In the Texas press corps, the natives are getting restless.
Despite longstanding relationships with the Texas governor and his staff, their requests to interview Rick Perry — anywhere, at any time — about his presidential bid have largely been ignored. Out on the campaign trail, they, and the national press, for that matter, get very little access. No sit-down interviews. No casual chats in the back of a campaign bus. Tuesday's press conference after Perry released his tax and spending plan was rare; there have been two brief ones in the last month.
One of Perry’s chief advisers effectively confirmed the trend at a campaign stop in Iowa, telling the Tribune: “We’re only doing local press.”
Veteran Dallas Morning News political reporter Wayne Slater said Perry’s antics bear little resemblance to the presidential campaign of another Texas governor, George W. Bush, “who remained somewhat accessible to the Texas media even as he ran in 2000.”
But it should come as no surprise that the Texas media is in Perry’s rearview mirror — it’s his tried-and-true campaign strategy. In Sasha Issenberg’s e-book “Rick Perry and His Eggheads,” he writes about how the content analysis Perry’s strategists did during his 2006 gubernatorial race proved that on-the-ground press in far-flung communities was far better than what came out of the Capitol press corps.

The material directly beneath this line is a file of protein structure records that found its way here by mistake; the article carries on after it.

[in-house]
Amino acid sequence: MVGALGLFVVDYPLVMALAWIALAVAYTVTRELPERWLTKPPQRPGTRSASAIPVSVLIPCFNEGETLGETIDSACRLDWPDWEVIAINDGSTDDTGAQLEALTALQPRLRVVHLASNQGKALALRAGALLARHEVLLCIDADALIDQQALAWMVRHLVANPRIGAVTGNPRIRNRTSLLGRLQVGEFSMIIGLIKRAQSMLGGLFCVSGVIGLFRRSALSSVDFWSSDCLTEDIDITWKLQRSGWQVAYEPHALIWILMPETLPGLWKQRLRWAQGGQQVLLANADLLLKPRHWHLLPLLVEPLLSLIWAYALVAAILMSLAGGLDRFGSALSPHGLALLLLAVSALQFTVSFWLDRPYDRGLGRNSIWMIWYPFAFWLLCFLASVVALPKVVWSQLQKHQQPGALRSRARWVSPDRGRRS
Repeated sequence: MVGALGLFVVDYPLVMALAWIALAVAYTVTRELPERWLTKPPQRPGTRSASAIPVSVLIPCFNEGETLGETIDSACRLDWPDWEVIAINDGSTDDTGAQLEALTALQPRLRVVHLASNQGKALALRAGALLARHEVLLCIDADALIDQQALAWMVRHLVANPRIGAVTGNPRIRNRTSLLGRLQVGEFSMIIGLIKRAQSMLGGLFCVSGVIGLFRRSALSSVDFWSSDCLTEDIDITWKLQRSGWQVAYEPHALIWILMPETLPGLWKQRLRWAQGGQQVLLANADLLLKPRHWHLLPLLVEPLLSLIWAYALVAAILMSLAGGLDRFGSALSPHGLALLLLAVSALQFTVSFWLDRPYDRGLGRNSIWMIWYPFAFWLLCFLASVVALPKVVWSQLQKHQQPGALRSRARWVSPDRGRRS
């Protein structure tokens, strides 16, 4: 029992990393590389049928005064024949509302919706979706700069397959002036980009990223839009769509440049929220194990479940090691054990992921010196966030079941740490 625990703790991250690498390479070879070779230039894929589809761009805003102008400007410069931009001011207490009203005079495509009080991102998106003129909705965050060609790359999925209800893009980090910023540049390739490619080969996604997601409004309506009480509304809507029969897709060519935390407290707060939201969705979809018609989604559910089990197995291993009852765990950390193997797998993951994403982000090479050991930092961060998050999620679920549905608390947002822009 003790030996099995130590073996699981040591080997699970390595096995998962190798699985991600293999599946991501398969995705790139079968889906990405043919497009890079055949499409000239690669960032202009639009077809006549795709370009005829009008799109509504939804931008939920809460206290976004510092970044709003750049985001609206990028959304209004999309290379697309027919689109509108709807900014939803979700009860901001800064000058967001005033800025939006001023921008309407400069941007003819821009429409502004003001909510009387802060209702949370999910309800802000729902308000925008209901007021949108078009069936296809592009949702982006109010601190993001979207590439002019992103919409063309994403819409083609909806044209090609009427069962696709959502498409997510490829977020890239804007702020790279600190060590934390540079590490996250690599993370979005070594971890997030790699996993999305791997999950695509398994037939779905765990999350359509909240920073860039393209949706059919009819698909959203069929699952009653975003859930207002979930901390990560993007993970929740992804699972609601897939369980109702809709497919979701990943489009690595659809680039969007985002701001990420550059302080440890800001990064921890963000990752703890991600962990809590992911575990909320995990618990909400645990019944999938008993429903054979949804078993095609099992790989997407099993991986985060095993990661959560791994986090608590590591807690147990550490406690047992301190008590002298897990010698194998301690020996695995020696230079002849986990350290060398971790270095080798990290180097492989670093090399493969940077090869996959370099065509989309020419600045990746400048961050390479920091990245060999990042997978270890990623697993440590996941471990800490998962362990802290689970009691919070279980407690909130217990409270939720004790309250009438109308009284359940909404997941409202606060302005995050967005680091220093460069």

Perry spokeswoman Katherine Cesinger said the Texas press corps shouldn’t take it personally. “He has a limited amount of time to do these interviews, between grassroots events, political events, fundraisers,” she said. “You guys know him pretty well, Texans know his record. It takes a lot of time to introduce him to the rest of the nation.”
Indeed, repeated requests from The Tribune, The Dallas Morning News, WFAA-TV and other Texas outlets have been ignored since Perry announced his presidential bid, despite Perry’s one-on-one interviews with a local radio station in Des Moines, Iowa and an ABC affiliate in Las Vegas, among others.
And while Perry has done some limited, and relatively controlled, press with mainstream outlets — he was interviewed by Time magazine in September and Parade magazine this month — he has largely favored the conservative press.
At the Values Voter Summit in Washington, D.C., on Oct. 7, Slater asked for an interview with Perry and was told the governor was too busy. That same day, Perry interviewed with the Christian Broadcast Network.
The next week, on the day of Perry’s jobs speech in Pittsburgh, Pa., the local Pittsburgh Post-Gazette asked if the governor would sit for an interview. He declined — instead heading across town to the Pittsburgh Tribune-Review, a conservative paper owned by Richard Mellon Scaife.
Whatever his media strategy, it appears to be working, according to the Pew Research Center’s Project for Excellence in Journalism. A study released last week indicates the Texas governor has received more news coverage — and more of it positive — than any of his presidential opponents.
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